Thursday, 29 October 2009

Never mind the X factor, watch out for the Hassle factor

According to research just out, one third of all consumers think it’s just too much hassle to change energy suppliers. And yet, prices of electricity and gas have soared over the past few years.

I am not so surprised. For a start, utilities are just not that sexy are they? A bit like insurance, a sector I have worked in myself. We always found it difficult to get consumer engaged in what is essentially a commodity. Ask me to spend one hour researching the perfect pair of boots – yep I’m there. Ask me to spend 5 minutes looking for car insurance or to change my gas supplier – yawn…... It doesn’t help that in this multimedia age, many of us are using a PC at the same time as listening to music and have the TV on. Difficult to grab my attention and get me motivated.

You can never underestimate the barrier to purchase that is the “hassle factor”.

Whether the purchase is online or offline, successful companies will make the experience as simple and smooth as possible. Put up even one significant barrier in these type of sectors and you will lose the sale.

In fairness switching utilities is quite easy and sites such as uswitch compare prices and do it all for you. The new energy supplier contacts the old and gets the transfer done. Something insurance companies should seriously consider. And yet still consumers “can’t be bothered”.

Apparently consumers are unconvinced about the savings to be made by switching. So my advice would be to offer fixed price plans and guarantees to undercut rivals over a longer period of time. Good value for money combined with a no hassle approach is a winning combination.

Secondly, the utilities need to look at incentivising and not just nectar points as EDF are proposing. Offer me a free pair of shoes from one of my favourite sites in return for switching? I’m there. A brand affinity program could do wonders for this sector to get a bit of “wow factor” into the proposition. If you can’t be a sexy product, team up with a sexy friend. Get your target audience motivated and leap over the hassle factor barrier.

Friday, 16 October 2009

Marks &Spencer back on top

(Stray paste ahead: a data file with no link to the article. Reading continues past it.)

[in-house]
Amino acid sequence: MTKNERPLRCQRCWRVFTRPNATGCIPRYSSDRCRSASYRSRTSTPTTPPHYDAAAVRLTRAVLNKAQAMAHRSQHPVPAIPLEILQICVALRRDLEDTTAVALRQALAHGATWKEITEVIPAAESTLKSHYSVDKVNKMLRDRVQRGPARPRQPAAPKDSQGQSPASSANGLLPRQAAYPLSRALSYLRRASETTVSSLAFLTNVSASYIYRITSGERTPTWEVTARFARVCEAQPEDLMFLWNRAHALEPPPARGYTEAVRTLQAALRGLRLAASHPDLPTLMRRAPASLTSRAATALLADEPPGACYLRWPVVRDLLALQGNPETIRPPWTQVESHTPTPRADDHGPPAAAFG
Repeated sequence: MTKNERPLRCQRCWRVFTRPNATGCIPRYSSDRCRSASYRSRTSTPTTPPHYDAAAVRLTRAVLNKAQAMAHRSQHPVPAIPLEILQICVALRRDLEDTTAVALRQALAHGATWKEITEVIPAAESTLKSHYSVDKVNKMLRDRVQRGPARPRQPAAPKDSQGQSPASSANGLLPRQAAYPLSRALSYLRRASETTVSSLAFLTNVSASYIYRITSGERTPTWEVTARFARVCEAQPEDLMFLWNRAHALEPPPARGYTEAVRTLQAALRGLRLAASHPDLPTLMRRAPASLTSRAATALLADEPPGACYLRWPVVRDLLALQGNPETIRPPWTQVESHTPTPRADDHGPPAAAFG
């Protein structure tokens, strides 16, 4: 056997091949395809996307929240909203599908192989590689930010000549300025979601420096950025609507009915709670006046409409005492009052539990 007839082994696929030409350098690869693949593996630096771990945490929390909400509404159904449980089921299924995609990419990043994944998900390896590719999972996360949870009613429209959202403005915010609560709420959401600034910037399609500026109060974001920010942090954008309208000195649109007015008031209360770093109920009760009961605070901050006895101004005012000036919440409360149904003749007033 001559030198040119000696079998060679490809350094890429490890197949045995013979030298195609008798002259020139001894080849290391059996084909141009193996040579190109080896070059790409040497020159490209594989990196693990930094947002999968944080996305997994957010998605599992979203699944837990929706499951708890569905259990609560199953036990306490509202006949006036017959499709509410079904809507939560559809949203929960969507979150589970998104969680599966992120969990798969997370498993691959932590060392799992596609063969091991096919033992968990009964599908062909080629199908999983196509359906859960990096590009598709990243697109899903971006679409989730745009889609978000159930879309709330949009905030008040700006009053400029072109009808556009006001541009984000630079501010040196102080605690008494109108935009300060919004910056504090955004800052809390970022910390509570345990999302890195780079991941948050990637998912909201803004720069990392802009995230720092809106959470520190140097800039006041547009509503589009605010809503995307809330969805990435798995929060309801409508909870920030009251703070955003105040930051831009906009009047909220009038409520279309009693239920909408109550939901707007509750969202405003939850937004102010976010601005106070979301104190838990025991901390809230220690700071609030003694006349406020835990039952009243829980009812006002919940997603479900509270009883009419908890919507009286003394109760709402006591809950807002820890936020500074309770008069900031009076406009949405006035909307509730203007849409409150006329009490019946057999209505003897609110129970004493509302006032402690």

You have to admire Marks and Spencers, how many other brands can last over 100 years? We have seen the demise of some other very well-known and established brands such as MFI and Woolworths, but M&S are still on form.

Yes they had a few shaky years not that long ago, but they have made significant changes and a back to good times.

I love M&S because you know where you are with them. The experience you get is the one you expected. Those food ads were so inspired but they also work because when you buy it, the food really is good! Statement of the obvious but think about MacDonalds - who are they trying to kid with their Big Mac looking all round and perky on their ad, instead of flat and shoved into a Perspex box in reality?

M&S staff actually appear to like their customers because well….the staff are the customers. The 40 something woman behind the till can identify with the customers shopping for clothes. And yet other brands will continue to try and sell to 30 something housewives using spotty youths (see my Argos post).

M&S are the kings of the customer. They give a proper welcome to customers because the staff are well mannered and helpful. They refund, no quibbles. They are not the cheapest but they have really grasped the good value message with their “Dine in for £10” campaign.

At the recent M&S investor day, Ian Dyson,Finance Director outlined his "2020" programme to create long term sustainable growth. £1bn capital expenditure on IT and the supply chain. Aims to be customer focused, multichannel and international.

For once I actually believe a statement from a corporate person that talks about being customer focused. I think he means it.